LATEST ADDITIONS

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HT Staff Posted: Jul 08, 2001 0 comments
On Monday, July 2, 2001, Primedia announced that it has agreed to acquire emap usa from Emap plc. This transaction, which will create the second largest magazine company in the United States, is currently under a customary regulatory review. It is expected to close during the third quarter of the calendar year.
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Barry Willis Posted: Jul 08, 2001 0 comments

There won't be any end to the blitz of new movies and television shows, thanks to an agreement reached late July 3 between members of the <A HREF="http://www.sag.org">Screen Actors Guild</A> (SAG), the <A HREF="http://www.aftra.org">American Federation of Television and Radio Artists</A> (AFTRA), and Hollywood film studios. Actors agreed to keep working beyond the expiration date of their old contract on June 30; discussions were said to be "amicable" and "low-key."

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Posted: Jul 08, 2001 0 comments

Movie tickets worth approximately $3.89 <I>billion</I> were sold in the United States during the first six months of 2001. That number is a 10% increase over the same period in the previous year, according to a report from Exhibitor Relations Company, which tracks business trends for the theater industry.

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Wes Phillips Posted: Jul 08, 2001 0 comments

<I>Jimmy Cliff, Janet Bartley, Earl Bradshaw, Ras Daniel Hartman. Directed by Perry Henzell. Aspect ratio: 1.66:1. Dolby Digital 2.0 (mono). 103 minutes. 1973. The Criterion Collection 83. R. $35.99.</I>

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Jon Iverson Posted: Jul 08, 2001 0 comments

It would seem that online junkies get all the breaks. Music fans are able to find thousands of free MP3 audio files (in spite of Napster's demise), and promo clips for new films are increasingly released first online and then in theaters. And then there are the illicit copies of new films available for download (see <A HREF="http://www.guidetohometheater.com/shownews.cgi?1038">previous story</A>). Video fans can now add tax breaks to the list of Internet perks.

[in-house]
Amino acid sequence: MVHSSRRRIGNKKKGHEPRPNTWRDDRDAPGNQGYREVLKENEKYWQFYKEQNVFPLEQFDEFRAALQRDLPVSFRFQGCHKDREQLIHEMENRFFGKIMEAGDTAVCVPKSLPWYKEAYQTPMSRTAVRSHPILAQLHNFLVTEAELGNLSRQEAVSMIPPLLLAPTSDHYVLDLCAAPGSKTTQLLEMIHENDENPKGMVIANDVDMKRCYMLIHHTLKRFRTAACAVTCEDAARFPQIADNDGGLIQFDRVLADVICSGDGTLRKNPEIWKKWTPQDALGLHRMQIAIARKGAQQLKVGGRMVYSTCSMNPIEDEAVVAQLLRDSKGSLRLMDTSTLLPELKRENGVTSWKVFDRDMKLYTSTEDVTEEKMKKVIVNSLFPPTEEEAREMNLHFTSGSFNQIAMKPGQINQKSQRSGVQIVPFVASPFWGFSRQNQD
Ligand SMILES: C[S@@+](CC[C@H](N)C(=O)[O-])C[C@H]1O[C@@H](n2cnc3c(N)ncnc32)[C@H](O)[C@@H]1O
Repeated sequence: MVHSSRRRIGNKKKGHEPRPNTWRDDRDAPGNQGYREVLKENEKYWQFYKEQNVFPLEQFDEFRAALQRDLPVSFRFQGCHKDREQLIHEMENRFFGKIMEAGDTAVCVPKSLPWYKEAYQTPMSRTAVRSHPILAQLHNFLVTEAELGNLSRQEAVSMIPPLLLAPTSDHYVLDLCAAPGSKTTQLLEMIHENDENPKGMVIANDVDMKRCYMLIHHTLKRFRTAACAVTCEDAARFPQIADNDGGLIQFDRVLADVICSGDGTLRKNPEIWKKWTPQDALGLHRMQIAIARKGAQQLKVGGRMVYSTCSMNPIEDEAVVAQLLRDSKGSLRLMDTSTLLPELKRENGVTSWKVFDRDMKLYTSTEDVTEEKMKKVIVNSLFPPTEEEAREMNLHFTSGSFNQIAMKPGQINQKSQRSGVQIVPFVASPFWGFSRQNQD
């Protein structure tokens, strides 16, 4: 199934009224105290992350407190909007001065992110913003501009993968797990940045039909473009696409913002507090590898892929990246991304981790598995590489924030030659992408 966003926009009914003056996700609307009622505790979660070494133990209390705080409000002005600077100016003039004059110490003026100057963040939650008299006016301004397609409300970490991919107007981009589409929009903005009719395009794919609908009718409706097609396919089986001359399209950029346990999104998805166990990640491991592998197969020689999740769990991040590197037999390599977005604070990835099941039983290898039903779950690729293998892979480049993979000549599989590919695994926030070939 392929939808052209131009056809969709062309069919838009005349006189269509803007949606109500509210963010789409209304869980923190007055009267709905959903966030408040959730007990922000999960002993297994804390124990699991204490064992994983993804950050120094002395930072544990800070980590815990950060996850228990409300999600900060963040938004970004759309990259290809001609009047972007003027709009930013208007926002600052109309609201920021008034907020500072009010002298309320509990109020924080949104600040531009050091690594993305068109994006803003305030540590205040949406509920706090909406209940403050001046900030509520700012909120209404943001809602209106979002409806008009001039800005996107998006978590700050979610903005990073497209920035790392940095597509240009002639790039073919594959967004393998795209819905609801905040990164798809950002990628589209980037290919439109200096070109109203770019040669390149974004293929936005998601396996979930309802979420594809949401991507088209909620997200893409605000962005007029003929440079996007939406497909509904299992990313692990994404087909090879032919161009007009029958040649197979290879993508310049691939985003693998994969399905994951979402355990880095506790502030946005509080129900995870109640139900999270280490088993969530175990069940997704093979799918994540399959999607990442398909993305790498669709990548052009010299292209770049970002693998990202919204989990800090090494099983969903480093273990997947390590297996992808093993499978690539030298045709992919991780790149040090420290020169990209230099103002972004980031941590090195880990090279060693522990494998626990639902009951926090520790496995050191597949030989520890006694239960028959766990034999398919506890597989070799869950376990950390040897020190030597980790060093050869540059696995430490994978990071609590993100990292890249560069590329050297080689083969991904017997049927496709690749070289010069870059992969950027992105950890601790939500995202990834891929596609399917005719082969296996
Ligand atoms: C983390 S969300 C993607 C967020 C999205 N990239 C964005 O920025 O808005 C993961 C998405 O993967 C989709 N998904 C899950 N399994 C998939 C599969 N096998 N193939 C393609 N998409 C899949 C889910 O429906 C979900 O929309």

Thomas J. Norton Posted: Jul 07, 2001 0 comments
Each summer we hop in the car, line up in droves at the local multiplex, slap down our cash, settle into our seats, and hope for one of those once-in-a-lifetime experiences. This year promises to be more interesting than most, but isn't that always the case? In the real world, what we finally see on the screen often turns out to be less than we'd hoped for.
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HT Staff Posted: Jul 05, 2001 0 comments
Pioneer Electronics continues to refine audio and video performance with its new generation of DVD players. The $2000 DV-38A is the company's effort to combine high-resolution sound and image at an upscale but not unattainable price.
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HT Staff Posted: Jul 05, 2001 0 comments
Which is more important in a DVD player, styling or performance?
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Chris Lewis Posted: Jul 02, 2001 Published: Jul 03, 2001 0 comments
Part two in our high-resolution-audio series introduces SACD and DSD. The CD is dead. Long live the super CD.

You must allow me a bit of hyperbole for the sake of a powerful opening statement (which, as I assume they say in journalism school, is important). The truth is, the CD is about as dead as the analog television, which means it's alive and kicking just as it has always been. Still, the writing is on the wall for both formats. While the CD can at least take consolation in the fact that it doesn't have government mandates guaranteeing its demise, the future of audio has most definitely arrived (as with television) in the form of high-resolution. Let's not forget multichannel, either. While the hard-core music lovers are salivating over the potential of high-resolution, most are well aware that popular acceptance in America usually requires the new and different to be as big and flashy as possible. On many systems, the multichannel format is undoubtedly going to represent a more-noticeable change in the way people listen to music.

Steve Baldwin Posted: Jul 02, 2001 Published: Jul 03, 2001 0 comments
Comparing the Incomparable? The Philips SACD 1000 ushers SACD into the world of multichannel audio. Does this bring the high-resolution format closer to DVD-Audio or drive them farther apart?

Apples and oranges are both great, but generally you like one or the other better. Sure, they're both fruits, and they're both sort of round, but there are lots of things you'd do with one and not the other. Ever mix vodka with apple juice? I haven't either, although the mere thought brings a shudder. Ever tried orange sauce with pork chops? Not likely.

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